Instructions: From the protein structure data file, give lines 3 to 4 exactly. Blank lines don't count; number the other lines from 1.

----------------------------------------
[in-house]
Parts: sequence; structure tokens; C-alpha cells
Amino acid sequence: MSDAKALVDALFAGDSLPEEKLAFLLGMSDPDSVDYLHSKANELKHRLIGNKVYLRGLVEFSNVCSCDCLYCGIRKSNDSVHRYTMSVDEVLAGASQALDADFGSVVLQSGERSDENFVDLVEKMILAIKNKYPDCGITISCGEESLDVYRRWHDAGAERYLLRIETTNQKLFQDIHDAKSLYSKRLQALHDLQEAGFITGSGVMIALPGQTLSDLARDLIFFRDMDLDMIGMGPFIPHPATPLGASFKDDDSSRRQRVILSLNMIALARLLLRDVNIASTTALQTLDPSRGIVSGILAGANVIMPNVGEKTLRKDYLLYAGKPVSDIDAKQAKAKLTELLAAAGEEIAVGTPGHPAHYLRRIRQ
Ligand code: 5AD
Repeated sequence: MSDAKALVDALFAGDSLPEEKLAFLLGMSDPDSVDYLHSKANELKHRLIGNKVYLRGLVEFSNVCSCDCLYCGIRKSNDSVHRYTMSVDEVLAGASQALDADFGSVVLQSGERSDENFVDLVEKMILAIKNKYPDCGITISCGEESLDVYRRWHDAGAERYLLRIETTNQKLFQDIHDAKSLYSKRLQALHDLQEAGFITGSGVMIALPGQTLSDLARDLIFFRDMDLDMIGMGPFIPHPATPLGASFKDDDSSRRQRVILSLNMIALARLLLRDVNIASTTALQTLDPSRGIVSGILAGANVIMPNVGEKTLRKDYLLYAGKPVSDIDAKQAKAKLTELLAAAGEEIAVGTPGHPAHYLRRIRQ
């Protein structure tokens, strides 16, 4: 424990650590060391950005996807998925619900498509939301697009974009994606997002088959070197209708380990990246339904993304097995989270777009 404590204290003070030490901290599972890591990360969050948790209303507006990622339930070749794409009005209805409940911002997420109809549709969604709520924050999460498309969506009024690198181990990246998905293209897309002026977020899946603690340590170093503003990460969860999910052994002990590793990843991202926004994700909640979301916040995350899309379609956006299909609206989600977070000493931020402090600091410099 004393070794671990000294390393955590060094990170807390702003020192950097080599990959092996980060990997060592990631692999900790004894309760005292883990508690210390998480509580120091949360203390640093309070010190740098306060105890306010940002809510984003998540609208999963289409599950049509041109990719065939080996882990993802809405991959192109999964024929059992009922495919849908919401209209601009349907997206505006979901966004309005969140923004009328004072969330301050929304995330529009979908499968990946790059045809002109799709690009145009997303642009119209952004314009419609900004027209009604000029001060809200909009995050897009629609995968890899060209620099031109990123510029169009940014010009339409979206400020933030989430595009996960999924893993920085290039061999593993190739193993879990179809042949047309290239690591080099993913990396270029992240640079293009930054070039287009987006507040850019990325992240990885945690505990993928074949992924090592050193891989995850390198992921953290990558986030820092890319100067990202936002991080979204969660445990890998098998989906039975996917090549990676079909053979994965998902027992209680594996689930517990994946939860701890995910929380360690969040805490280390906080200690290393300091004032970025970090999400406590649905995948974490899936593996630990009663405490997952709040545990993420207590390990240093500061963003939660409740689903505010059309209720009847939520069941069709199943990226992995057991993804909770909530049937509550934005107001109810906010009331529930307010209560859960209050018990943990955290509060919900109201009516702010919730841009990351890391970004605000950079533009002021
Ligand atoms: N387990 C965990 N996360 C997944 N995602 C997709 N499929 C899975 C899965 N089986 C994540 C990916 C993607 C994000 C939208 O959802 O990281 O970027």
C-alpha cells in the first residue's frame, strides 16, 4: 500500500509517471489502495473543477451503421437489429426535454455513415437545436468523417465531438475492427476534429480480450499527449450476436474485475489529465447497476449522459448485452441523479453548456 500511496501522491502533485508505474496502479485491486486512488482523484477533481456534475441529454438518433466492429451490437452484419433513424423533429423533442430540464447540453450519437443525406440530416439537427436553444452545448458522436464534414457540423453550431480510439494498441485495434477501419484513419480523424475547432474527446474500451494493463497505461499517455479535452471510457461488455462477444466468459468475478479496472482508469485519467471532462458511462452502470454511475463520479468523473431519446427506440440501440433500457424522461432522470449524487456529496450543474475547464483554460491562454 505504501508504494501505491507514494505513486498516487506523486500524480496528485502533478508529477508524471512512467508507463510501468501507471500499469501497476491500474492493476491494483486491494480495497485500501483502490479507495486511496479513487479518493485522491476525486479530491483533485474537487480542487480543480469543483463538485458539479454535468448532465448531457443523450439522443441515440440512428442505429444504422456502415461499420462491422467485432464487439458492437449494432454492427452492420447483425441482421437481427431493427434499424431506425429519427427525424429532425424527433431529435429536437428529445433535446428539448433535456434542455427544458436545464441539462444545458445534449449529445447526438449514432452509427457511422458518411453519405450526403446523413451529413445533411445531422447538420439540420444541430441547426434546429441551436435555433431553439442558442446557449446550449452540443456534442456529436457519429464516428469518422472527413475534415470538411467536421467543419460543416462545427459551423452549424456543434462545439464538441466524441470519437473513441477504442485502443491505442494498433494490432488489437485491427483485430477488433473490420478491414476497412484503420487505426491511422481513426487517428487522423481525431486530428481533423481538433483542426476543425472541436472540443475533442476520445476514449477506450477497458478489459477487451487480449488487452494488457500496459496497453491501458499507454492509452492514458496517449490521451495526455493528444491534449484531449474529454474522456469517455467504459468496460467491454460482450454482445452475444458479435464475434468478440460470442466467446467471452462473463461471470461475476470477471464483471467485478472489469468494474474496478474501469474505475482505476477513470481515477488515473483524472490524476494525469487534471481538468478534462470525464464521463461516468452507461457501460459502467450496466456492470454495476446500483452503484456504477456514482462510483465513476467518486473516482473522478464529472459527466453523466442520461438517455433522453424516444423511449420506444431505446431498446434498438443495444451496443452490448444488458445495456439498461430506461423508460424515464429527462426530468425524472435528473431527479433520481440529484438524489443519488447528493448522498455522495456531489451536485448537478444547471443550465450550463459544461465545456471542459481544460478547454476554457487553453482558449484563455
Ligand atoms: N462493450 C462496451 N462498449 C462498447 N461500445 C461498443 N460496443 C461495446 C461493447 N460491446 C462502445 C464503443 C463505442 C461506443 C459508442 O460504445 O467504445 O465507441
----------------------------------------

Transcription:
Amino acid sequence: MSDAKALVDALFAGDSLPEEKLAFLLGMSDPDSVDYLHSKANELKHRLIGNKVYLRGLVEFSNVCSCDCLYCGIRKSNDSVHRYTMSVDEVLAGASQALDADFGSVVLQSGERSDENFVDLVEKMILAIKNKYPDCGITISCGEESLDVYRRWHDAGAERYLLRIETTNQKLFQDIHDAKSLYSKRLQALHDLQEAGFITGSGVMIALPGQTLSDLARDLIFFRDMDLDMIGMGPFIPHPATPLGASFKDDDSSRRQRVILSLNMIALARLLLRDVNIASTTALQTLDPSRGIVSGILAGANVIMPNVGEKTLRKDYLLYAGKPVSDIDAKQAKAKLTELLAAAGEEIAVGTPGHPAHYLRRIRQ
Ligand code: 5AD